Last month, economic pundits began cautioning that the Commerce Department’s forthcoming estimates of the Nation’s first-quarter gross domestic product (GDP) growth would be flat at best. Two weeks later, when Commerce released its data, it revealed the first-quarter economy had exhibited the same symptoms as a recession.
Last week, Commerce revised its numbers again to reflect even greater pessimism. The Commerce Department’s quarterly services survey, released last Wednesday, overhauled its original May 29 report to accommodate first-quarter health care spending data – and found it had underestimated the GDP contraction by almost half.
The revised figure estimates that the U.S. economy shrank during the first three months of 2014 by 1.7 percent. Commerce had reported on May 29 that American GDP had shrunk by an alarming 1.0 percent.
General consensus among economists acknowledges a national recession if the GDP contracts for two consecutive quarters.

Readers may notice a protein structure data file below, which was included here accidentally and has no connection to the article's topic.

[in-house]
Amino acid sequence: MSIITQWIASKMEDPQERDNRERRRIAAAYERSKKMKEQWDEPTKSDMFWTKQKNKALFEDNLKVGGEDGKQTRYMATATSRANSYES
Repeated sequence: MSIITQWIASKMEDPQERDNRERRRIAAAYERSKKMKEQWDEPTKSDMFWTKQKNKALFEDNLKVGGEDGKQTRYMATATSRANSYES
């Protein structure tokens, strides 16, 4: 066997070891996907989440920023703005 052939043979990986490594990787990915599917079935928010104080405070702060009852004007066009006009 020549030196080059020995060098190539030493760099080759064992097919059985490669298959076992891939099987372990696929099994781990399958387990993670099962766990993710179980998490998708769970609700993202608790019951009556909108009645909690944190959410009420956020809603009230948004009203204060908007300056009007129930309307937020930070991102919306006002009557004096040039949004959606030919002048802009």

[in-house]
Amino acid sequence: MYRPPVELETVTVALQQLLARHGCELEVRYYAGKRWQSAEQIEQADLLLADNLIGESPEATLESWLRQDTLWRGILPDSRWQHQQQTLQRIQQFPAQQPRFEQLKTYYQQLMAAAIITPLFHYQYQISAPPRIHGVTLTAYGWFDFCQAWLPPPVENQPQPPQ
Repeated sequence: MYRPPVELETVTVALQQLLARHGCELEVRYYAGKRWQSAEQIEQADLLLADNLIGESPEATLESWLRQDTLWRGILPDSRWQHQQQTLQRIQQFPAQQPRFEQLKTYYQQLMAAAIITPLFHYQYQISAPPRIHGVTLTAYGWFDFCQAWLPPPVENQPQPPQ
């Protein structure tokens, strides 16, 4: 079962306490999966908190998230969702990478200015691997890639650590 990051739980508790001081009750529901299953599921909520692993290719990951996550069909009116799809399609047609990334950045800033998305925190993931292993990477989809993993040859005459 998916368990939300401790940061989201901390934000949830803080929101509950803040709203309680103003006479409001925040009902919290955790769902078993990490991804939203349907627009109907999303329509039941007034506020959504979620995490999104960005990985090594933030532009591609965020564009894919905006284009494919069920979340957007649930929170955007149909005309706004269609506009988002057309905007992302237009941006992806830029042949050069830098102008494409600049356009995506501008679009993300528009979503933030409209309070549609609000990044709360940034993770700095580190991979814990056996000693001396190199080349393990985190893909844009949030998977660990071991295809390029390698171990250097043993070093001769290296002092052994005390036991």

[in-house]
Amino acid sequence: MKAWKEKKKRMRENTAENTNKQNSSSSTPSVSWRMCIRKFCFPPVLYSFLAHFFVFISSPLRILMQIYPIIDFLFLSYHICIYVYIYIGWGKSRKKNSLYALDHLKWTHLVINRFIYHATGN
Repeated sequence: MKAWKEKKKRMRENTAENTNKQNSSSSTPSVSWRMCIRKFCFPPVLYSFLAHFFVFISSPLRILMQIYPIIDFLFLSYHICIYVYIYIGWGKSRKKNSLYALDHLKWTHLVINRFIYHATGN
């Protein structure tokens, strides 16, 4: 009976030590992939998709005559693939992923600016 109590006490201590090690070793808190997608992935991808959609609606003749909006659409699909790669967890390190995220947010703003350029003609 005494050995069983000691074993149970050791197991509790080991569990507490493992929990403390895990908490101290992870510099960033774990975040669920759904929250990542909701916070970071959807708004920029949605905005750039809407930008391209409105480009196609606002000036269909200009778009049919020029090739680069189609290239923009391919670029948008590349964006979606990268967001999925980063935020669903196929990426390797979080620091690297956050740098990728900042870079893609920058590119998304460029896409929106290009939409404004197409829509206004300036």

“Should first-quarter GDP be revised sharply lower, economists could trim their growth estimates for 2014, which had been dubbed as a break-out year,” Reuters reported Friday, citing analysts who cautioned that policymakers should temper their original expectations for a dramatic economic rebound in 2014.
“Healthcare spending did not add nearly as much to growth as we initially thought in the first quarter,” Moody’s economist Ryan Sweet told Reuters. “Because we had such a horrible start to the year, you’re going to see GDP estimates for all of 2014 ratcheted down a little bit.”
“[I] t looks like there could be a significant downward revision to healthcare consumption, which would make the healthcare data more in line with most of the other components of GDP which looked weak in the first quarter,” explained JP Morgan economist Daniel Silver.
Forecasters had expected a surge in the demand for health insurance, a function of Obamacare’s mandate for Americans to obtain health coverage, would boost total GDP by 1.0 percent. Actual health insurance spending as a percentage of GDP has since been revised downward to .7 percent, a figure more in line with tepid growth in other sectors, said economists.